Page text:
Co-authored with Nick Pollard, my dad.
Laying in a hospital bed, aged 14, after an emergency admission to deal with the life-threatening effects of anorexia, I was relieved to see my dad come through the door to the ward. He'd been away on business but had dropped everything and travelled back to be with me. At that point, he didn't realise that this was just the start of two years when much of his working life would be put on hold so that he, and my mum, could care for me. This is one of the hidden costs of mental illness, affecting many workers and their employers, with an incalculable cost to the economy of families, companies and the country alike.
Thankfully, after many months in hospital, and with the support of my parents, I was able to fight back against the illness, obtain a place at medical school, qualify as a doctor, and write my story in the book Life Hurts: a doctor's personal journey through anorexia (see LifeHurts.net). This publication, and the resultant media attention, has enabled me to hear the stories of many other families whose children's mental health has taken a significant toll on their working lives. Like Joe (not his real name) whose daughter is seriously ill with an eating disorder, needing lots of monitoring and support from her father. 'But, how can I do this and carry on working?', he says. Unlike the fortunate position of my father, who was the boss of his organisation and able to schedule some work around my needs, Joe is an employee in a regular job. He fears that providing the support his daughter needs will lead to him losing his job, not being able to pay his mortgage, losing his house and... the consequences could be devastating.
I am delighted to see that employers are increasingly recognising the importance of preventative care for the mental health of their employees. And there is an obvious economic case for the commercial value of such an investment. Quite apart from the moral and social decency of caring for one's employees, no employer chooses to lose the money they have spent on the recruitment and training of their team when an employee requires an extended time off work through mental illness. But the same argument applies to extending this investment into helping employees to take preventative care for the mental health of their family.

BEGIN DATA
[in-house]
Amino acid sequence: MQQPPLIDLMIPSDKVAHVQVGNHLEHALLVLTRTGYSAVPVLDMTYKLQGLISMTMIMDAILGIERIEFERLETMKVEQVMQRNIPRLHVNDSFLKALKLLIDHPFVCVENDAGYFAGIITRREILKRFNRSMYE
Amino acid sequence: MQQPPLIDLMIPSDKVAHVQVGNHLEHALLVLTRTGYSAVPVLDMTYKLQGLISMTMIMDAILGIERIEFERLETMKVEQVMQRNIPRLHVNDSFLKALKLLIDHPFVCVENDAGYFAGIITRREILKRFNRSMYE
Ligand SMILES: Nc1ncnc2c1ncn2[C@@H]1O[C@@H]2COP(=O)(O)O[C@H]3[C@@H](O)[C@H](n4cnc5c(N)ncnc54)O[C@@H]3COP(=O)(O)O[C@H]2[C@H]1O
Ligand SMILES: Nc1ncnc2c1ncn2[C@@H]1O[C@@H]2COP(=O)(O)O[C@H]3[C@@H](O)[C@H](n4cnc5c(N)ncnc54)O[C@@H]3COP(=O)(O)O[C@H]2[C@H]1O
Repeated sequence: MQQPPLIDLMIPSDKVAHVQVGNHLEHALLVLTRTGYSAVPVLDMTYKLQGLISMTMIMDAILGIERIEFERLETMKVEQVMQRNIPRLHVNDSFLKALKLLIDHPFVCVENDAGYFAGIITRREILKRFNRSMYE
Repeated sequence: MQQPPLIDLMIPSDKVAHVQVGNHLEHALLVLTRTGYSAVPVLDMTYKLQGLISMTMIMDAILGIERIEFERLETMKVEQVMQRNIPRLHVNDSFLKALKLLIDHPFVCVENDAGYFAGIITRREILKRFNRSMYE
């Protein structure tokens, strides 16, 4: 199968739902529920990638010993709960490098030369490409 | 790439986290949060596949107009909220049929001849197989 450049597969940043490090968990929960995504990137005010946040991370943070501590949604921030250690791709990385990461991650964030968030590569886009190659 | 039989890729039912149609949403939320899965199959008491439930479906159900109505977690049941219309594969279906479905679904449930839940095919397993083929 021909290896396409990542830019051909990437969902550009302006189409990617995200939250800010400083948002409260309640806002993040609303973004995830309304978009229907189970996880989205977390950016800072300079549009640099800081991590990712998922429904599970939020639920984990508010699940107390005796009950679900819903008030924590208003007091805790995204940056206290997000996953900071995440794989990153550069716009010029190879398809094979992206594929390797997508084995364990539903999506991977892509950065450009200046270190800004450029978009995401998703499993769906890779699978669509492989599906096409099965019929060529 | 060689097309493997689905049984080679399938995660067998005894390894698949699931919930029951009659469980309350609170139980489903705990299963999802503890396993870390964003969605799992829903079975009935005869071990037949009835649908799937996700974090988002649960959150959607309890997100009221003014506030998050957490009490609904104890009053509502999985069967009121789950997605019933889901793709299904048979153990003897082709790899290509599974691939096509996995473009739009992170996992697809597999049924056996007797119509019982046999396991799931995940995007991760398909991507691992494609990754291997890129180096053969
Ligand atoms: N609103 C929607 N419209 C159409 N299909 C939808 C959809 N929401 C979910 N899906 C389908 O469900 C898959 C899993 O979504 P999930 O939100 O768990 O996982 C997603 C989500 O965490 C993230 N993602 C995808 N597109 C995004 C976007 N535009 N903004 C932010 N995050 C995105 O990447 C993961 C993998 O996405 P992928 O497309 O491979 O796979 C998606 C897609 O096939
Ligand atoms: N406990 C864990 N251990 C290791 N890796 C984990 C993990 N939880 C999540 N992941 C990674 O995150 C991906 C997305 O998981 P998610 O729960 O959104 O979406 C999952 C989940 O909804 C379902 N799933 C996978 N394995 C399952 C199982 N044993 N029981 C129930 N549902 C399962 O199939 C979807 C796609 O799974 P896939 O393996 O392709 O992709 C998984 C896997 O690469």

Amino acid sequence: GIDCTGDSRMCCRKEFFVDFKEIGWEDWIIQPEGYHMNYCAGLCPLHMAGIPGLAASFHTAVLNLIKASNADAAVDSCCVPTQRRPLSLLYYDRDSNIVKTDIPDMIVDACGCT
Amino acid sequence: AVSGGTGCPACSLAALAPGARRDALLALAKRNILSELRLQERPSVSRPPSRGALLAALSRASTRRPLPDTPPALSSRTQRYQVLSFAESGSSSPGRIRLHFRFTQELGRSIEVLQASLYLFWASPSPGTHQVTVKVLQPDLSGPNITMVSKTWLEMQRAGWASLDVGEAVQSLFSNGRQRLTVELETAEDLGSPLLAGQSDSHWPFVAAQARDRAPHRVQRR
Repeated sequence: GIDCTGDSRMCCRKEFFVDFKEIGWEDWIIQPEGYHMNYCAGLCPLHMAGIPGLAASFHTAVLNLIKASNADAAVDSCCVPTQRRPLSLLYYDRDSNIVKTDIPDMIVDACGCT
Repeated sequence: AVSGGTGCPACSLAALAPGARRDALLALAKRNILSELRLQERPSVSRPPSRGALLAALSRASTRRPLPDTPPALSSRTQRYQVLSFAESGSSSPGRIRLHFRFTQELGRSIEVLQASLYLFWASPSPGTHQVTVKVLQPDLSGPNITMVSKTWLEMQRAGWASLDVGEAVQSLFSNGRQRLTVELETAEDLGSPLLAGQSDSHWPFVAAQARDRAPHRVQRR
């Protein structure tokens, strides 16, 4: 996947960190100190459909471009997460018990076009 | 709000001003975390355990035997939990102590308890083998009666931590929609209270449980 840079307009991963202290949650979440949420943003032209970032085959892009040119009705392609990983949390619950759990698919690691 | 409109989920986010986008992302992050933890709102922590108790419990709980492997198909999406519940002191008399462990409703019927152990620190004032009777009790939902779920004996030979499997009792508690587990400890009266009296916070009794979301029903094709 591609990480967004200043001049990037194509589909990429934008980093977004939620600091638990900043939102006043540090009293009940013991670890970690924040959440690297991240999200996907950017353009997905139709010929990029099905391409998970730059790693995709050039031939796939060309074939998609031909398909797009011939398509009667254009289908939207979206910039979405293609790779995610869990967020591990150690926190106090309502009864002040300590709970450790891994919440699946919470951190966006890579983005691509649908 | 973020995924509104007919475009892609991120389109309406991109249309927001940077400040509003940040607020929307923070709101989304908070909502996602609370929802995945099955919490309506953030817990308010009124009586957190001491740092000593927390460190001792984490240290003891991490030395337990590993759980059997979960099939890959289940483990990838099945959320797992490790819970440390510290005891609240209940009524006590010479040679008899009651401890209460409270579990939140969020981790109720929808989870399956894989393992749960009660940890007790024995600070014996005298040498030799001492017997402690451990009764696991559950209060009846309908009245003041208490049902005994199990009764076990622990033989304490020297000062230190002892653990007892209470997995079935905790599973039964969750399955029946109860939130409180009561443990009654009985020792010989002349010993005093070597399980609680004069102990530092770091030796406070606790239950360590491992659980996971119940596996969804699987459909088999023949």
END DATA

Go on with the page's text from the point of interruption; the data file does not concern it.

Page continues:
As a hospital doctor I am acutely aware of the value of recent initiatives to help people spot the signs of illness in those around them. Thanks to good public health education, many people know how to identify the early signals of a stroke or a heart attack so that action can be taken immediately. But how many parents are able to spot the early signs of an eating disorder, or other mental health issue in their children? Unfortunately, my dad did not. He now knows that, if he had been better informed and had taken action earlier, anorexia would not have had such a devastating effect on my life, with a consequent impact on his work.
That is why my dad and I are supporting the important 'Spot the Signs' initiative of Beat, the UK's eating disorder charity. As people mark this year's World Mental Health Day, with its theme of 'mental health in the workplace', we hope that more employers will recognise the value of preventative education of their staff. A small investment in training people to spot the signs will not only benefit the employee, but also their family, the company and the country.
For more information about our involvement in Beat's Spot the Signs initiative see beateatingdisorders.org.uk/spot-the-signs-appealSuggest a correction